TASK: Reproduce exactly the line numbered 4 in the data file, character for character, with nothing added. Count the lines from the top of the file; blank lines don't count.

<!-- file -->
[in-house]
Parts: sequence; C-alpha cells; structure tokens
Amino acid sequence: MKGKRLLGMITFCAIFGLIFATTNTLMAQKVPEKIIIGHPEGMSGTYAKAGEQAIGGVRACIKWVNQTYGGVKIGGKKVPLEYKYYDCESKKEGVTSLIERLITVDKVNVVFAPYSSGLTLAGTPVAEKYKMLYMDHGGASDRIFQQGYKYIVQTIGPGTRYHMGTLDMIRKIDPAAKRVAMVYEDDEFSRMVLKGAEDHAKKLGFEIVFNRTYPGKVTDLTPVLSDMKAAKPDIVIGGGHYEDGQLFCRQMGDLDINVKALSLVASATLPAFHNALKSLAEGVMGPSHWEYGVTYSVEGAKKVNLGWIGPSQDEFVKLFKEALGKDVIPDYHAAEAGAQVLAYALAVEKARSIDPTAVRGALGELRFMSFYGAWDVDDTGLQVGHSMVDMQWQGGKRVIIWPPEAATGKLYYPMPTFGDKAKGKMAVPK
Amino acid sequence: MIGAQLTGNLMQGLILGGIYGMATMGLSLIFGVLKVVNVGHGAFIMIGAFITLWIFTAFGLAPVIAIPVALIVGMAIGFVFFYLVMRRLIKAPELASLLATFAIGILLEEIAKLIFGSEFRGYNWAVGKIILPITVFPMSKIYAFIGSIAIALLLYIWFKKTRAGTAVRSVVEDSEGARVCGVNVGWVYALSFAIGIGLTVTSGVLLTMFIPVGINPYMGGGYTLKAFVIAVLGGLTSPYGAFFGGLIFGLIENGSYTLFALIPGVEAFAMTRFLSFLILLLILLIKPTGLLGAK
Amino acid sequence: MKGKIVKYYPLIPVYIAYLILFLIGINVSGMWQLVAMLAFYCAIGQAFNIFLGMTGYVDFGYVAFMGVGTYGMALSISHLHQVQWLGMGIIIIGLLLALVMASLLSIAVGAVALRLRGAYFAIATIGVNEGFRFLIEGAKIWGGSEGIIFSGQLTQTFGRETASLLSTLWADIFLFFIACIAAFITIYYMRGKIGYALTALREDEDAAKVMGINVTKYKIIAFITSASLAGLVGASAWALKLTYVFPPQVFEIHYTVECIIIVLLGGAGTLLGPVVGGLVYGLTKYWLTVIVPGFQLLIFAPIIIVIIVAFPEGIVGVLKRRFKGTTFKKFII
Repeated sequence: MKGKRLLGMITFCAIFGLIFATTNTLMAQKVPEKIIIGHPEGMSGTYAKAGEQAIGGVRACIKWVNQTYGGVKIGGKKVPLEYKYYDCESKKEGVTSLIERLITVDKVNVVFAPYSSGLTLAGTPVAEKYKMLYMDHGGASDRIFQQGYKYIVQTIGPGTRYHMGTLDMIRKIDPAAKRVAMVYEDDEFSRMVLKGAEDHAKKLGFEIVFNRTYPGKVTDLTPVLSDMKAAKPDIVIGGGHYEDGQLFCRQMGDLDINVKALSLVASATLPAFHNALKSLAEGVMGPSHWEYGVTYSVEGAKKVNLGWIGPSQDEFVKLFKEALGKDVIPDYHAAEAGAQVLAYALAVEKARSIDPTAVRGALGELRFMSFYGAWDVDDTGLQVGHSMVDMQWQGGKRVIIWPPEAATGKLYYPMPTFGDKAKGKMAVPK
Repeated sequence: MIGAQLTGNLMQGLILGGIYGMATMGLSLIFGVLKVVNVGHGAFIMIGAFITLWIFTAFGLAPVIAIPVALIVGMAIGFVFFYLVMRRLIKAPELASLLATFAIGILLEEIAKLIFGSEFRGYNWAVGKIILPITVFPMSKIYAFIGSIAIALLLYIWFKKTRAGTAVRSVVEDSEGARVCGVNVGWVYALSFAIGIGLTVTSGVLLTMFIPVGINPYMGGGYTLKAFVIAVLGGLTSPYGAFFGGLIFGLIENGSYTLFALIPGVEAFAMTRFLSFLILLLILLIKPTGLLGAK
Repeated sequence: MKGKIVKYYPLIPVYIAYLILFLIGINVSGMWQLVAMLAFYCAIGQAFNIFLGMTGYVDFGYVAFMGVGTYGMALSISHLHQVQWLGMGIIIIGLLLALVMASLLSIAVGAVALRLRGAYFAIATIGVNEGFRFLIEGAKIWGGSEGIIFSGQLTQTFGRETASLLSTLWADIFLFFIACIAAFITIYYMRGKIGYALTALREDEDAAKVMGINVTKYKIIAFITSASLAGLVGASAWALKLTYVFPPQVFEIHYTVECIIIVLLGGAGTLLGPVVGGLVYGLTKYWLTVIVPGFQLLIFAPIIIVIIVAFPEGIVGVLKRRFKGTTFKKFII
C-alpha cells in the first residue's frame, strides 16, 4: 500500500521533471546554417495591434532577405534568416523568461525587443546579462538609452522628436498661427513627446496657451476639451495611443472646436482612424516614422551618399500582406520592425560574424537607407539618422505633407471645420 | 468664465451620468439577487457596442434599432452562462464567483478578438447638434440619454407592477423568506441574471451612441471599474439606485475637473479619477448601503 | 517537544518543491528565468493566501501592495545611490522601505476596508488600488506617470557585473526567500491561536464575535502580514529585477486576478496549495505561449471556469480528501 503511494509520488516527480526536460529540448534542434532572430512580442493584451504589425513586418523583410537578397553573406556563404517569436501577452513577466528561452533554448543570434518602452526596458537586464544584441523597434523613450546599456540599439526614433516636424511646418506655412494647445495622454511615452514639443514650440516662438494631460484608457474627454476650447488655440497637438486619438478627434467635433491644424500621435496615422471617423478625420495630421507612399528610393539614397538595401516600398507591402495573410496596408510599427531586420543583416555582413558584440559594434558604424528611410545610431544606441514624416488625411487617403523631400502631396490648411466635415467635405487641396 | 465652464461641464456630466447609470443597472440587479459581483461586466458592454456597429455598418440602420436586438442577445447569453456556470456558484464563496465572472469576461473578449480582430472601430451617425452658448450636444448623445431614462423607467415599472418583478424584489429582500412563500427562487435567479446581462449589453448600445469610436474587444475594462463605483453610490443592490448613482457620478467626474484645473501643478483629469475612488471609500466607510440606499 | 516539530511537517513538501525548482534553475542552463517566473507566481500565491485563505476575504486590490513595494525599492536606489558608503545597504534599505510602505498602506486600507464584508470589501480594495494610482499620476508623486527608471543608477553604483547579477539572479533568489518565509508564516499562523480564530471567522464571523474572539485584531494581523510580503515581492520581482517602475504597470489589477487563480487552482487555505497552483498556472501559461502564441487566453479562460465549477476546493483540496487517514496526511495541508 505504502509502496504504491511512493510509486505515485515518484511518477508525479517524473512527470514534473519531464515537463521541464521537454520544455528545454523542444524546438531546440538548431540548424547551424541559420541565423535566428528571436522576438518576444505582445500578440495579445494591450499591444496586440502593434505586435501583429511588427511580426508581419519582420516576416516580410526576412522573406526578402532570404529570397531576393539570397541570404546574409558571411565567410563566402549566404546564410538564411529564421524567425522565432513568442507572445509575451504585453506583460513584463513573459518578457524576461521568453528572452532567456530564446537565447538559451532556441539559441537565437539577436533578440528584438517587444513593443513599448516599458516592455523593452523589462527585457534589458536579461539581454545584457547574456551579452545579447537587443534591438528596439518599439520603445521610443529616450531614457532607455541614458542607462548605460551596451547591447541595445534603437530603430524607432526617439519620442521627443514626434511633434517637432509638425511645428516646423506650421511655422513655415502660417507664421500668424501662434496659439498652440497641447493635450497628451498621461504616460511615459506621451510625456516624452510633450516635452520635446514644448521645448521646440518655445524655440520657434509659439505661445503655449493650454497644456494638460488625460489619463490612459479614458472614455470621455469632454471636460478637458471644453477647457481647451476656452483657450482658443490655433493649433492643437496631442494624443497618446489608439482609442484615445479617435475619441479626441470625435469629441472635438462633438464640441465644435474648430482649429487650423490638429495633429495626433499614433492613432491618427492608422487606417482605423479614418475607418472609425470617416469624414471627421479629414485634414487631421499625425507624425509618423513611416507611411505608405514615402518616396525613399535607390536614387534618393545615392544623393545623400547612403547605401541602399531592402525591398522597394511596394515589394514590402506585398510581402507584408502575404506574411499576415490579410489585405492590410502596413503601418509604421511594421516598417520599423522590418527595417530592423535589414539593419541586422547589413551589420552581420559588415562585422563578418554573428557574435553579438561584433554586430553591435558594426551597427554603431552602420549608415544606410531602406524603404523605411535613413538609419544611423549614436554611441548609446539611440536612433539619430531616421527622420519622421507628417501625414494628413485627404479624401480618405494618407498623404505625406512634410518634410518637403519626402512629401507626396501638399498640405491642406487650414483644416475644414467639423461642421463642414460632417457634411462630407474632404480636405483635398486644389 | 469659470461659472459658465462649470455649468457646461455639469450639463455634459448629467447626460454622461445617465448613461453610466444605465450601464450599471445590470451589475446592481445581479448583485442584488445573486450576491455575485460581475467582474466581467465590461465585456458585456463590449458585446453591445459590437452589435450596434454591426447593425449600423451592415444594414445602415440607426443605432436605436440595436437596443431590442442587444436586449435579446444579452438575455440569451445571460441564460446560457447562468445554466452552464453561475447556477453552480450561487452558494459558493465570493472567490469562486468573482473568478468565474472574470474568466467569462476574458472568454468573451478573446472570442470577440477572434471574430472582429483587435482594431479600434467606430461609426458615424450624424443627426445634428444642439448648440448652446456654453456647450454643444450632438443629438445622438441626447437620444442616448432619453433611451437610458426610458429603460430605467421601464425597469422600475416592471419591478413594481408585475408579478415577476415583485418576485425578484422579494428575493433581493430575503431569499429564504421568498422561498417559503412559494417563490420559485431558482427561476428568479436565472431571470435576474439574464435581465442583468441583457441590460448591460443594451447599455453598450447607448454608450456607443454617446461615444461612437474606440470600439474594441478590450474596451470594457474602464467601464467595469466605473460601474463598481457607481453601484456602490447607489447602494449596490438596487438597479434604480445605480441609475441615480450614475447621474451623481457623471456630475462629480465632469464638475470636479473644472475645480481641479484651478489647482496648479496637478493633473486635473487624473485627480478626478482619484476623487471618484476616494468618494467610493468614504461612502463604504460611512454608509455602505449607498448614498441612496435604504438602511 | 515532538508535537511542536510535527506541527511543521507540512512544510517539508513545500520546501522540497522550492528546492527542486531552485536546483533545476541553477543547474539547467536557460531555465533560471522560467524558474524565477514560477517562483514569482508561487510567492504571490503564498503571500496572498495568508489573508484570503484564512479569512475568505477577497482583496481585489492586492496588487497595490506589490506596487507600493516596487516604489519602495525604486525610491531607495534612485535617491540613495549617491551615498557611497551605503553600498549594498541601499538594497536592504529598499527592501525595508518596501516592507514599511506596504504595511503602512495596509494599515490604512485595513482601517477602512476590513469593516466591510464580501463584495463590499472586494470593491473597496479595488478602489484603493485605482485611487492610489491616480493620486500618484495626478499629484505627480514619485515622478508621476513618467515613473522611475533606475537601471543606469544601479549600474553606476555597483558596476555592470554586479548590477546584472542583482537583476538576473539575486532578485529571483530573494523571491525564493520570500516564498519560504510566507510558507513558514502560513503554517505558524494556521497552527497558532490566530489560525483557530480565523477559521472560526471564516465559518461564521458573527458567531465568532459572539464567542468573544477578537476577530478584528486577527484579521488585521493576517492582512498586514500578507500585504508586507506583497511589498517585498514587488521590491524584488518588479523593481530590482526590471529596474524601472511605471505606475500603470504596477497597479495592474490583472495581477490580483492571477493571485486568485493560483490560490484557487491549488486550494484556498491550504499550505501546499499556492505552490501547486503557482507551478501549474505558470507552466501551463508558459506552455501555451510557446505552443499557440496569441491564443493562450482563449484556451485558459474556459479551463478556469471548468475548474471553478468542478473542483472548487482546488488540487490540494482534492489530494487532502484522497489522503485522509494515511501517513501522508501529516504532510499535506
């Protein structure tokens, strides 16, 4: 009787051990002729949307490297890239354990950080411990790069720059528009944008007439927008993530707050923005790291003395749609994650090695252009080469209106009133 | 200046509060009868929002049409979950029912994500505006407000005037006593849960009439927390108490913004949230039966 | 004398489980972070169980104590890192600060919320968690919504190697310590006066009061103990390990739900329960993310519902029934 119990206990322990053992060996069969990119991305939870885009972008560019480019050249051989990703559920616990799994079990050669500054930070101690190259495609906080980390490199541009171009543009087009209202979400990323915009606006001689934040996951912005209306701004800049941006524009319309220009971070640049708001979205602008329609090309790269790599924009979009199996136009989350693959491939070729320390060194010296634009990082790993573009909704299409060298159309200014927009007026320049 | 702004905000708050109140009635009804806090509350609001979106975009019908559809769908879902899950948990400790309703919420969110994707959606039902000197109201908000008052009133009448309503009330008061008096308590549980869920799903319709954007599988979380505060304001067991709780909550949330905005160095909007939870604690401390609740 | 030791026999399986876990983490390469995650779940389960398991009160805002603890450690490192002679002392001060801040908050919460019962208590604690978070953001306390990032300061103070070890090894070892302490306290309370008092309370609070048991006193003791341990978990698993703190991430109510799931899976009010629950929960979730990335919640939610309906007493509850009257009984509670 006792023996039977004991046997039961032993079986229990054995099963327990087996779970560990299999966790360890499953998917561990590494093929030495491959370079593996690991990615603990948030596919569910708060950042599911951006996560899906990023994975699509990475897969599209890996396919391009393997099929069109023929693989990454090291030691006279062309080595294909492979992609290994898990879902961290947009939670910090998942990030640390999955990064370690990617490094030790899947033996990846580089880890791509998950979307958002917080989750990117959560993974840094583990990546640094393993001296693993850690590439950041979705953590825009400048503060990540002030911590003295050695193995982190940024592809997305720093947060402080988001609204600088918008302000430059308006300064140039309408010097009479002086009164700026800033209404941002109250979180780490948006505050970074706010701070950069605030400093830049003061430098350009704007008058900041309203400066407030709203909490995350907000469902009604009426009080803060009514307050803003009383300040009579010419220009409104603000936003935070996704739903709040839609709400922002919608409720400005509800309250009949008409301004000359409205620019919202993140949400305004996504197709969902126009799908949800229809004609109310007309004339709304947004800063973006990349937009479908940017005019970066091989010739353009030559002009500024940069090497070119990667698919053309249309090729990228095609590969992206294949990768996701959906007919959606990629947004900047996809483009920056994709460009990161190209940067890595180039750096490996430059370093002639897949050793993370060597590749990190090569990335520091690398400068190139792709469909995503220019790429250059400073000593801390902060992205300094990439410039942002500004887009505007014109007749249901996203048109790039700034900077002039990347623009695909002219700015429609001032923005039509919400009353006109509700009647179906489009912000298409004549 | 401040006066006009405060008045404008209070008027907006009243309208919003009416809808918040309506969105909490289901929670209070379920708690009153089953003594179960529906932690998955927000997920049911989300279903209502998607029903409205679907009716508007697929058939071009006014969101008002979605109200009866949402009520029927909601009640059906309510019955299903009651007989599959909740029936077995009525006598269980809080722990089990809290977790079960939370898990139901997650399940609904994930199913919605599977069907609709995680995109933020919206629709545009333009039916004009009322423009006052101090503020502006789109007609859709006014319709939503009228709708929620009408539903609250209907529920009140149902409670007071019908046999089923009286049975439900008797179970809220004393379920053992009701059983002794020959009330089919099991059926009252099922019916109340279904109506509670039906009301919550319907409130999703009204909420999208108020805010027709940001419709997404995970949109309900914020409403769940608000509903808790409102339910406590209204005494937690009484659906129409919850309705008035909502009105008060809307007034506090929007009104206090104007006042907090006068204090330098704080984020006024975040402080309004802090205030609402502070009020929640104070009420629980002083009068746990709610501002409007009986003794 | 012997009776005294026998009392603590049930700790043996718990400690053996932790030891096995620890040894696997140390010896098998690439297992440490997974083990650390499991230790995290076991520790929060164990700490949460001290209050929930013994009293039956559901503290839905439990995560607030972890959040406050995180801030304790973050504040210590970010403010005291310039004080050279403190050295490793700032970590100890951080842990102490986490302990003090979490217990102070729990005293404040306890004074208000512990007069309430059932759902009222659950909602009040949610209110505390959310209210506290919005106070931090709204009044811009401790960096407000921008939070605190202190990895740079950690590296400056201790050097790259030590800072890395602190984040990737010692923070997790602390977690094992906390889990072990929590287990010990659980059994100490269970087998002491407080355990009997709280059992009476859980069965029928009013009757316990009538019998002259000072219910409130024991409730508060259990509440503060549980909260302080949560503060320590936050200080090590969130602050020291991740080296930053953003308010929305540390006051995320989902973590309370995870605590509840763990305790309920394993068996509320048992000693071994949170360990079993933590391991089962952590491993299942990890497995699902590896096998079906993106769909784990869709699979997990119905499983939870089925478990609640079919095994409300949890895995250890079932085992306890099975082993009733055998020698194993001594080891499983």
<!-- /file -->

Amino acid sequence: MIGAQLTGNLMQGLILGGIYGMATMGLSLIFGVLKVVNVGHGAFIMIGAFITLWIFTAFGLAPVIAIPVALIVGMAIGFVFFYLVMRRLIKAPELASLLATFAIGILLEEIAKLIFGSEFRGYNWAVGKIILPITVFPMSKIYAFIGSIAIALLLYIWFKKTRAGTAVRSVVEDSEGARVCGVNVGWVYALSFAIGIGLTVTSGVLLTMFIPVGINPYMGGGYTLKAFVIAVLGGLTSPYGAFFGGLIFGLIENGSYTLFALIPGVEAFAMTRFLSFLILLLILLIKPTGLLGAK